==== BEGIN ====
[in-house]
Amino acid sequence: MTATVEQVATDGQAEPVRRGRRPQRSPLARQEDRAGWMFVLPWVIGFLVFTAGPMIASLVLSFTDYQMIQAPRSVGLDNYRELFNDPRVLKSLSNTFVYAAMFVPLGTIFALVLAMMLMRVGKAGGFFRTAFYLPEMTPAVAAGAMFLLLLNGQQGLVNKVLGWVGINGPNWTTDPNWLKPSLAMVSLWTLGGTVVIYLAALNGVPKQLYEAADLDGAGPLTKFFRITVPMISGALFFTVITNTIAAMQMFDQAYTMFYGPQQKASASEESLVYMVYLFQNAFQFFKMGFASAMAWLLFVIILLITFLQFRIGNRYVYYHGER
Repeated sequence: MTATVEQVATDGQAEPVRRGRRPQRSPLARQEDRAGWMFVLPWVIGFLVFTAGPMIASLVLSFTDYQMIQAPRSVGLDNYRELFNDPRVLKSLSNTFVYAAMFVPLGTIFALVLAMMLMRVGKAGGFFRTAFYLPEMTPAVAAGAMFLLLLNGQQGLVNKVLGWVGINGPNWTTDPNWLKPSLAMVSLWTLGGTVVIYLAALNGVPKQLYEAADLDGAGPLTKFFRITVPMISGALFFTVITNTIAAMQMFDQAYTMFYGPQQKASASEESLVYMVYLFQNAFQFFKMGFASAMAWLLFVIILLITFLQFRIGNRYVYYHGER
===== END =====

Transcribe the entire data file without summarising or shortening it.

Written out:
[in-house]
Amino acid sequence: MTATVEQVATDGQAEPVRRGRRPQRSPLARQEDRAGWMFVLPWVIGFLVFTAGPMIASLVLSFTDYQMIQAPRSVGLDNYRELFNDPRVLKSLSNTFVYAAMFVPLGTIFALVLAMMLMRVGKAGGFFRTAFYLPEMTPAVAAGAMFLLLLNGQQGLVNKVLGWVGINGPNWTTDPNWLKPSLAMVSLWTLGGTVVIYLAALNGVPKQLYEAADLDGAGPLTKFFRITVPMISGALFFTVITNTIAAMQMFDQAYTMFYGPQQKASASEESLVYMVYLFQNAFQFFKMGFASAMAWLLFVIILLITFLQFRIGNRYVYYHGER
Repeated sequence: MTATVEQVATDGQAEPVRRGRRPQRSPLARQEDRAGWMFVLPWVIGFLVFTAGPMIASLVLSFTDYQMIQAPRSVGLDNYRELFNDPRVLKSLSNTFVYAAMFVPLGTIFALVLAMMLMRVGKAGGFFRTAFYLPEMTPAVAAGAMFLLLLNGQQGLVNKVLGWVGINGPNWTTDPNWLKPSLAMVSLWTLGGTVVIYLAALNGVPKQLYEAADLDGAGPLTKFFRITVPMISGALFFTVITNTIAAMQMFDQAYTMFYGPQQKASASEESLVYMVYLFQNAFQFFKMGFASAMAWLLFVIILLITFLQFRIGNRYVYYHGER